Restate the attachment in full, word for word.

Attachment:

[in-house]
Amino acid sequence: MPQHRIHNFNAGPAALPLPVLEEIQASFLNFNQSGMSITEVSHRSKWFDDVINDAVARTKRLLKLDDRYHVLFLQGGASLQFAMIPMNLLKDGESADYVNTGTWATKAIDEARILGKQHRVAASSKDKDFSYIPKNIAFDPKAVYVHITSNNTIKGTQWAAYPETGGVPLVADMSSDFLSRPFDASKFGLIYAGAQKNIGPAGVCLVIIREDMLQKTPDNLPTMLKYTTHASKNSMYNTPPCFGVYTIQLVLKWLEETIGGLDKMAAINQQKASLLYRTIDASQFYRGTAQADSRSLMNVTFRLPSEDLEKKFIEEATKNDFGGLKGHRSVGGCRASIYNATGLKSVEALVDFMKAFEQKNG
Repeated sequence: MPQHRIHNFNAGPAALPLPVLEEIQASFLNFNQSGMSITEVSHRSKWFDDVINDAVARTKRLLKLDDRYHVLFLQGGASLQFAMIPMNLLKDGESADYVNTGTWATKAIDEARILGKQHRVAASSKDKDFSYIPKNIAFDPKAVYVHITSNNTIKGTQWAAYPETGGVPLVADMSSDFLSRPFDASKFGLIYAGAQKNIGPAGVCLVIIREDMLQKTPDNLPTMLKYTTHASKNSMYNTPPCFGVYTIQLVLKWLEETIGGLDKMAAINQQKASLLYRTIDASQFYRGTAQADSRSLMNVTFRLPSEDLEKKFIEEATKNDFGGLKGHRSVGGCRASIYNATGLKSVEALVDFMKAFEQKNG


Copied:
[in-house]
Amino acid sequence: MPQHRIHNFNAGPAALPLPVLEEIQASFLNFNQSGMSITEVSHRSKWFDDVINDAVARTKRLLKLDDRYHVLFLQGGASLQFAMIPMNLLKDGESADYVNTGTWATKAIDEARILGKQHRVAASSKDKDFSYIPKNIAFDPKAVYVHITSNNTIKGTQWAAYPETGGVPLVADMSSDFLSRPFDASKFGLIYAGAQKNIGPAGVCLVIIREDMLQKTPDNLPTMLKYTTHASKNSMYNTPPCFGVYTIQLVLKWLEETIGGLDKMAAINQQKASLLYRTIDASQFYRGTAQADSRSLMNVTFRLPSEDLEKKFIEEATKNDFGGLKGHRSVGGCRASIYNATGLKSVEALVDFMKAFEQKNG
Repeated sequence: MPQHRIHNFNAGPAALPLPVLEEIQASFLNFNQSGMSITEVSHRSKWFDDVINDAVARTKRLLKLDDRYHVLFLQGGASLQFAMIPMNLLKDGESADYVNTGTWATKAIDEARILGKQHRVAASSKDKDFSYIPKNIAFDPKAVYVHITSNNTIKGTQWAAYPETGGVPLVADMSSDFLSRPFDASKFGLIYAGAQKNIGPAGVCLVIIREDMLQKTPDNLPTMLKYTTHASKNSMYNTPPCFGVYTIQLVLKWLEETIGGLDKMAAINQQKASLLYRTIDASQFYRGTAQADSRSLMNVTFRLPSEDLEKKFIEEATKNDFGGLKGHRSVGGCRASIYNATGLKSVEALVDFMKAFEQKNG